To mark the 100th anniversary of the BBC’s first radio transmission, audio artist Nick Ryan was commissioned to create an innovative sound installation in one of London’s busiest and noisiest locations. Headliner sat down with him to find out more…
The Strand, one of the capital’s most bustling, congested, noise-polluted thoroughfares, may not seem the likeliest of locations for a sonic art installation. But for sound artist Nick Ryan it was the only location for his latest project, celebrating the centenary of the BBC’s inaugural radio transmission. Though the majority of the millions who pass through it daily may not be aware, The Strand is regarded by those in the business of broadcast as the birthplace of radio in the UK. Indeed, The Strand’s Marconi House was the very first place in which radio was transmitted in London, while Bush House was the home of radio for some 70 years.
With this “hidden history” in mind, Ryan set about creating VoiceLine - an ambitious and extensive piece that would pay homage to The Strand’s past and raise awareness of its place in broadcasting history. After four years of development, Ryan conceived a vision whereby a linear sound array featuring 39 L-Acoustics 5XT coaxial speakers — each located three and a half metres apart and set along a path within the newly pedestrianised quarter — would play sounds throughout the day celebrating the culture and heritage of the area. Powering the array are 10 L-Acoustics LA4X four-channel amplified controllers, each connected to an AVB network where they can be independently controlled.
“For people around the world, The Strand is a recognisable landmark, but a lot of people in London have no idea that all of these voices emerged from these buildings,” Ryan tells Headliner. “I discovered that the very first radio signal came out of the seventh floor of Marconi House on November 11, 1922 and it had this very long wavelength of 350 metres, so I wanted to reimagine that wavelength in two dimensions along the street as a line of speakers, like an invisible pathway of sound where you could retrace this geometry and experience all sorts of different sound worlds that would change from moment to moment.
“Some of those sound worlds would be taken from the BBC audio archive. Some are from local communities, like the tap-dancing studio at Pineapple Studios, the cast of Mamma Mia, and even a quadraphonic recording of a family of whales made by my colleague Michelle Fournet, a leading marine acoustic ecologist. I‘ve spent a lot of time researching and getting sounds, and I’ve also worked with historians to tell the story of the site going back 800 years. It’s a 12-hour programme every day of sound collage. The first thing in the morning is the dawn chorus, then it could be Woman’s Hour at 10am which is much more narrative.”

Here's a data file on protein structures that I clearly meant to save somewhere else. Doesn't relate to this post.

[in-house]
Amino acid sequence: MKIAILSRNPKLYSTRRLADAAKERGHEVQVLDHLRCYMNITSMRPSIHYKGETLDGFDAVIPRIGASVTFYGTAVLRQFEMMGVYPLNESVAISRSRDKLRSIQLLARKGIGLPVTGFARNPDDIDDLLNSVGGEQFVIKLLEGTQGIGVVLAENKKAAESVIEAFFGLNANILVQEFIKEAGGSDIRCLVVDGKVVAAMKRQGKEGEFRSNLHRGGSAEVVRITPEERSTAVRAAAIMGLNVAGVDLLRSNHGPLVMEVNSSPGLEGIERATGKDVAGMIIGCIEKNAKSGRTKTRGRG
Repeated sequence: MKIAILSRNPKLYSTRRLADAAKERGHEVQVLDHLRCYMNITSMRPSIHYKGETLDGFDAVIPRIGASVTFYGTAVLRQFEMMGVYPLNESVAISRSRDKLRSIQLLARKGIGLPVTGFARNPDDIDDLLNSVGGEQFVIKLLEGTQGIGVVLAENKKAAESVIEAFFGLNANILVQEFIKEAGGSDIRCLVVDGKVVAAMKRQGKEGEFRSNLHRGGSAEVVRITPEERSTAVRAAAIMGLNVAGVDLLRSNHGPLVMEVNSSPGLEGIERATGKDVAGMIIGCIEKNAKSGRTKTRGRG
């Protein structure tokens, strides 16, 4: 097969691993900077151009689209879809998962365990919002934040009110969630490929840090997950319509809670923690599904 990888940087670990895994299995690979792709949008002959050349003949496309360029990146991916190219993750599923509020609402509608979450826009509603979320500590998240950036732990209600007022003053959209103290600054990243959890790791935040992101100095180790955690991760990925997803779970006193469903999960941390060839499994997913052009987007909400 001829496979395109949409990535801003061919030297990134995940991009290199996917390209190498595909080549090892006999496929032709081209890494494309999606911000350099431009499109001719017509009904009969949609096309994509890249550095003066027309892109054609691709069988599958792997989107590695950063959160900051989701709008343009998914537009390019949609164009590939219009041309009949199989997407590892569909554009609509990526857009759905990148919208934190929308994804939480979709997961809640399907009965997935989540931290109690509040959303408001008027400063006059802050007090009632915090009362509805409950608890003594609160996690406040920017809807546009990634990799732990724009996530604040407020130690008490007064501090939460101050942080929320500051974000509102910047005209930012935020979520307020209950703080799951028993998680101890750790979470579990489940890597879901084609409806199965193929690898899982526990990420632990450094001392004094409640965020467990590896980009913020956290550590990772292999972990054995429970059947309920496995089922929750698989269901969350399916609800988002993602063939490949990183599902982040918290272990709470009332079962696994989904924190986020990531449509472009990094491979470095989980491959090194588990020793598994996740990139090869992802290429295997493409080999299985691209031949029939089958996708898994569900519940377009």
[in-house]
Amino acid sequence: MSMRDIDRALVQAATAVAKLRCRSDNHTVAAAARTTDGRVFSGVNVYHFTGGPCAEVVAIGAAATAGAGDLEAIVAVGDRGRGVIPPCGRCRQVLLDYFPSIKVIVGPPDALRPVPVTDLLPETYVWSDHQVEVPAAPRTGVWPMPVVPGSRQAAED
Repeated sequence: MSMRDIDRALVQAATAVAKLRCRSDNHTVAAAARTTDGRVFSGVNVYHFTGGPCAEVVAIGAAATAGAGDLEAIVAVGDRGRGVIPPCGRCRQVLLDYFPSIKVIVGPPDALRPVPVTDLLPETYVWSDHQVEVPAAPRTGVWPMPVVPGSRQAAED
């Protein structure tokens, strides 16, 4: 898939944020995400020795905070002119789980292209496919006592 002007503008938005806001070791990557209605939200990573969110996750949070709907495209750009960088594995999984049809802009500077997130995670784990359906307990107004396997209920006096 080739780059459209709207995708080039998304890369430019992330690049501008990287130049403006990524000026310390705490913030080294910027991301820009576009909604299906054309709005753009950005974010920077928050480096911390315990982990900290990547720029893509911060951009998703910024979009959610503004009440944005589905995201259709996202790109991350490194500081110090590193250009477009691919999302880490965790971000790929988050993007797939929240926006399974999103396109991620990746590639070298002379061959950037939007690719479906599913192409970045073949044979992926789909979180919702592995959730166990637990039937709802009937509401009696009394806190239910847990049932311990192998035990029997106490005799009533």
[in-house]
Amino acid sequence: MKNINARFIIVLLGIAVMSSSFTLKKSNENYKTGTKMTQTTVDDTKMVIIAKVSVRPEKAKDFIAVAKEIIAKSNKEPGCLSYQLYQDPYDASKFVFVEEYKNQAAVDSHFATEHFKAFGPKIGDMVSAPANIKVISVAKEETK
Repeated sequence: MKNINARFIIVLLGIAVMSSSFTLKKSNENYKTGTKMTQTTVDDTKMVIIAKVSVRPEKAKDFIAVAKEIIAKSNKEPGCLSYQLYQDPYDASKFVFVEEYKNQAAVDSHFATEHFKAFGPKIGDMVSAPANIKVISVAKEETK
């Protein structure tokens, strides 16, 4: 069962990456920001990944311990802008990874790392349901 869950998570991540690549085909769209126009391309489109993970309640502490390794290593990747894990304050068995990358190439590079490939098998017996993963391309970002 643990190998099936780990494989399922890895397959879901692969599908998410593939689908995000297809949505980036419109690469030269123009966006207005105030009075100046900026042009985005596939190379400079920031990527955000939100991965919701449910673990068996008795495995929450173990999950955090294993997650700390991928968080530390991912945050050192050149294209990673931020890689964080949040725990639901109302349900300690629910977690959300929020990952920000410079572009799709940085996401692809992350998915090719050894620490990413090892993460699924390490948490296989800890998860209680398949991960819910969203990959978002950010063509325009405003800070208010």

For Ryan, VoiceLine has been an enormously rewarding but challenging undertaking. From developing the physical speaker structures, concocting a 12-hour audio programme, and helping people understand the concept of sound art, it has pushed him creatively and practically like no other project.
“I started about four years ago but I was commissioned a year ago,” he elaborates. “And it has been a real joy. It’s a real challenge making a public piece of work, especially one with such a big footprint, and it was very important to me that we involved people in the local area and community groups. So, we had to explain this idea to them that is quite alien – the concept of sound art. And it was technically very challenging – 39 channels delivered to speakers and programming all the content so it is continuously evolving. Some of it is non-linear, and it’s always programmed at particular hours to change its sequence.
“The eventual aim is to explore whether this could be a permanent instrument for London. At the moment it is temporary, and as such, we had to design a structure which was temporary. That was interesting. I wanted it to look really beautiful, even though it’s a sound work, and because it’s above ground it had to have a structural aesthetic. It’s inspired by radio technology from the early last century.”